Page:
|It's all about people focus: Soomya
Banerjee believes in giving his employees an environment of
On a Thursday
afternoon recently, a group of Sapient employees gathered for
a meeting at the conference room on the seventh floor of its office
at Cyber Greens, Gurgaon. Chocolate pastries, muffins, and cookies
were laid out on the table. The purpose: to discuss the venue
for a party planned that evening. A project had just been completed
and client satisfaction had surpassed expectations. Therefore,
At Sapient India, the Indian arm of us-based business and technology
consultancy firm, the people focus is reflected in the company's
everyday work culture. "Sapient is a purpose-, vision- and
core value-driven organisation which facilitates the development
of a person's full potential," says Soumya Banerjee, Managing
Director, who joined the company 16 years ago at the entry level.
"We give our people an environment of freedom, flexibility
and trust, and this is what engenders loyalty," he adds.
million or Rs 1,437 crore (2005)
PROFITS*: $25.7 million or Rs 115
| Total employees: 2,000
Attrition (per cent): 18 per cent
Average career tenure: 2.69 years
Training budget (budgeted/actual): N.A./
Rs 2.39 crore
Training man-hours (actual): 127,039
"Our approach requires a high degree of cultural alignment
across teams, and thrives on strong values shared by colleagues
across the globe, transparency and a strong leadership,"
says Binoo Wadhwa, Director (People's Strategy), Sapient's nomenclature
for the human resource (HR) function. "We give individuals
lots of responsibility and freedom. This empowers them and provides
them with both the opportunity and the platform to grow,"
says Wadhwa. "The system allows you to give free reign to
your latent potential by bringing it out," says Sanjay Menon,
who heads Sapient's European Business in India.
The company emphasises the importance of teamwork and has a
system of providing feedback at every stage. "We look at
people's interests, what they are passionate about and then work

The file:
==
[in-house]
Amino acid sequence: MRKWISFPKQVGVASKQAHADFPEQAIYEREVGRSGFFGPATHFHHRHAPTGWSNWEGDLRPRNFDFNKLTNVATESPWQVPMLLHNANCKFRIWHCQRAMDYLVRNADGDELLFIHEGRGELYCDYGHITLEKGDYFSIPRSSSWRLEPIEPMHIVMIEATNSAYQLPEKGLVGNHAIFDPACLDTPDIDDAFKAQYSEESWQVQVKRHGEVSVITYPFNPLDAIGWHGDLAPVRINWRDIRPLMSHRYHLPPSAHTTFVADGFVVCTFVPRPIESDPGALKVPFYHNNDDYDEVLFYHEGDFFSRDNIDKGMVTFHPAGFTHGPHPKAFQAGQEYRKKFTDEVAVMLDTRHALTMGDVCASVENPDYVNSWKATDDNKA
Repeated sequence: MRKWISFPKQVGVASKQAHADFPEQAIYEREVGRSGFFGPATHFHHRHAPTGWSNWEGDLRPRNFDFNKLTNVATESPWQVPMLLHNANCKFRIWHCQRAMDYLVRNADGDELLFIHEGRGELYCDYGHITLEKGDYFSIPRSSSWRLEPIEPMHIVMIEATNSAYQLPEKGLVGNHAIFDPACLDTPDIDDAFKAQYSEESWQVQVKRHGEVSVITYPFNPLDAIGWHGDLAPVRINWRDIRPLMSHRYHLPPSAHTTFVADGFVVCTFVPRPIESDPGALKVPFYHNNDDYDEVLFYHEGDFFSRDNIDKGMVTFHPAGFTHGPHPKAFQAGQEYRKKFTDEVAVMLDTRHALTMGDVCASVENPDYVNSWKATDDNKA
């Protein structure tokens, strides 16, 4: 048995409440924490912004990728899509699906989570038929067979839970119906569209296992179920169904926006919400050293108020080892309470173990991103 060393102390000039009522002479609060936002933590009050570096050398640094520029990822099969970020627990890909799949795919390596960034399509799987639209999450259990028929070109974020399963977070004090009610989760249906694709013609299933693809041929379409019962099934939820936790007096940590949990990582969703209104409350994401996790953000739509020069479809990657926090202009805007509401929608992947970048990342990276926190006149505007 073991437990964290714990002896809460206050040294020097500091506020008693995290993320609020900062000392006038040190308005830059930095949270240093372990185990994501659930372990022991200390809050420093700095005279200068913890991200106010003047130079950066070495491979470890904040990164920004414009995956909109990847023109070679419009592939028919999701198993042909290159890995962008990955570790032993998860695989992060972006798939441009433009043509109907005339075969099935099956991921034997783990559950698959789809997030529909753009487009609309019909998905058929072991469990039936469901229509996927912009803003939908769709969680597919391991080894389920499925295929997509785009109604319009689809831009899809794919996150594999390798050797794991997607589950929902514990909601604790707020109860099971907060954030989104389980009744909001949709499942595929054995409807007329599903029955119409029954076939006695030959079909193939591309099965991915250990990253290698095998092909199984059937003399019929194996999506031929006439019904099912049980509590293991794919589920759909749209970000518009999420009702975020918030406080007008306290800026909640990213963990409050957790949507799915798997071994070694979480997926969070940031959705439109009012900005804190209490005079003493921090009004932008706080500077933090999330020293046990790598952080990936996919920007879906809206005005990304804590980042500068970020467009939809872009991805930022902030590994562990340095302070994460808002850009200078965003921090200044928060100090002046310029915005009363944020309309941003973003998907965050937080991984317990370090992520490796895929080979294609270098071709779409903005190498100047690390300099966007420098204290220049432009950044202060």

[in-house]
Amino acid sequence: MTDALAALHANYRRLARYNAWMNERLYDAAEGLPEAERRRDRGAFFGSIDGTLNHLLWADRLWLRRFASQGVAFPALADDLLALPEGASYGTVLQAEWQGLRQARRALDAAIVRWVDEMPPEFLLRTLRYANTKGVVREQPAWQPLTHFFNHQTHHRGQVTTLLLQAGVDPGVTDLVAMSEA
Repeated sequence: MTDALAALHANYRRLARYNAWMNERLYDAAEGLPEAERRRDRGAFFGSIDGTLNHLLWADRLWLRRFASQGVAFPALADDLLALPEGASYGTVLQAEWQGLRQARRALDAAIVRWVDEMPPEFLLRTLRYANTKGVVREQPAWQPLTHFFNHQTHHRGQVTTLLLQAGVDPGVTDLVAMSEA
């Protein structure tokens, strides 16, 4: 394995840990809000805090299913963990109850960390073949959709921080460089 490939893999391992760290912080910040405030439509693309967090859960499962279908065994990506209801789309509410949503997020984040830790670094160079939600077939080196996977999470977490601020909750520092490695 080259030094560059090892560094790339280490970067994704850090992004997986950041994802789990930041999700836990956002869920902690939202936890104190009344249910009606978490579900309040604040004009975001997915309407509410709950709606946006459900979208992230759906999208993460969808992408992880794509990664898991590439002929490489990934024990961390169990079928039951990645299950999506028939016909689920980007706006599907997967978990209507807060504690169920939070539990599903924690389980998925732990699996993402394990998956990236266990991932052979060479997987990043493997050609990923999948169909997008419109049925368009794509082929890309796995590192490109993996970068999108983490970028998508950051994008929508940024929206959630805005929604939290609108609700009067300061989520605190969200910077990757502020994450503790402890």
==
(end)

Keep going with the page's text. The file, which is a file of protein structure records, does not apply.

out how we can utilise it to unlock their potential," says
Designations hold little meaning at Sapient; Associates (one
rank above trainees), who display potential and spunk, are often
entrusted the role of Project Managers. Says Sandeep Mahal, a
Senior Associate: "I felt I could handle the role of a project
manager, rather than just being a creative designer, and the company
helped me realise my goal." This also helps Sapient identify
|Purpose-, vision- and core value-driven
organisation: Yes, Sapient helps in facilitating the development
of a person's full potential
The filtering process, in fact, starts at the recruitment stage
itself. "More than just domain skills, we assess whether
candidates possess the values that are core to Sapient and whether
this is exhibited in their behaviour," says Banerjee. The
process of integrating new recruits into Sapient also starts at
this stage. Once selected-and before they officially come on board-candidates
are given an overview of the company's businesses, and, in a nice
human touch, return home to find a bouquet of flowers from their
new-or rather, soon-to-be-employer waiting for them. "This
not only helps keep prospective employees well-informed, they
also feel involved with the company from Day Zero. Once they join,
employees have to undergo an induction programme that gives them
an understanding of Sapient's culture and their role within the
organisation," says Wadhwa. "Following the induction
process, new recruits are assigned a coach or a career manager,
who are, typically, top or senior managers. The role of these
mentors is to help them define career goals and chalk out a viable
growth path," he adds. The company has around 80 coaches
Sapient also employs a 360-degree performance appraisal system.
Employees are rated not only by their superiors, but also by their
peers and even subordinates. This cuts out, or at any rate minimises,
the possibility of bias or favouritism creeping into the process.
Result: an amazingly robust HR architecture. "And promotions
can happen anytime, even in six months, depending on performance,"
BANERJEE/ MD, SAPIENT
"Freedom, Flexibility, Trust Allow People
man, who joined at the entry level 16 years ago and rose
to the top, spoke to BT's . Excerpts:
What makes Sapient one of the most sought after employers?
Sapient is a purpose- and value-driven organisation where
everyone is empowered to take decisions in line with our
culture. We provide a unique environment of freedom, flexibility
and trust that allows an individual's potential to flower;
this results in tremendous growth opportunities. Such a
culture, naturally, appeals to everyone.
What exactly do you mean by Sapient "culture"?
The entire culture is rooted in our overall strategic objective
and determines the work environment and prescribes the way
we interact with our clients, partners, and each other.
It ensures a high degree of alignment and cohesiveness across
and among teams, fosters the best global business ethics
and values, emphasises transparency and respect for each
other and brings out the latent leadership capabilities
of our colleagues. The culture enables our people to be
innovative, develop fulfilling careers and be incredibly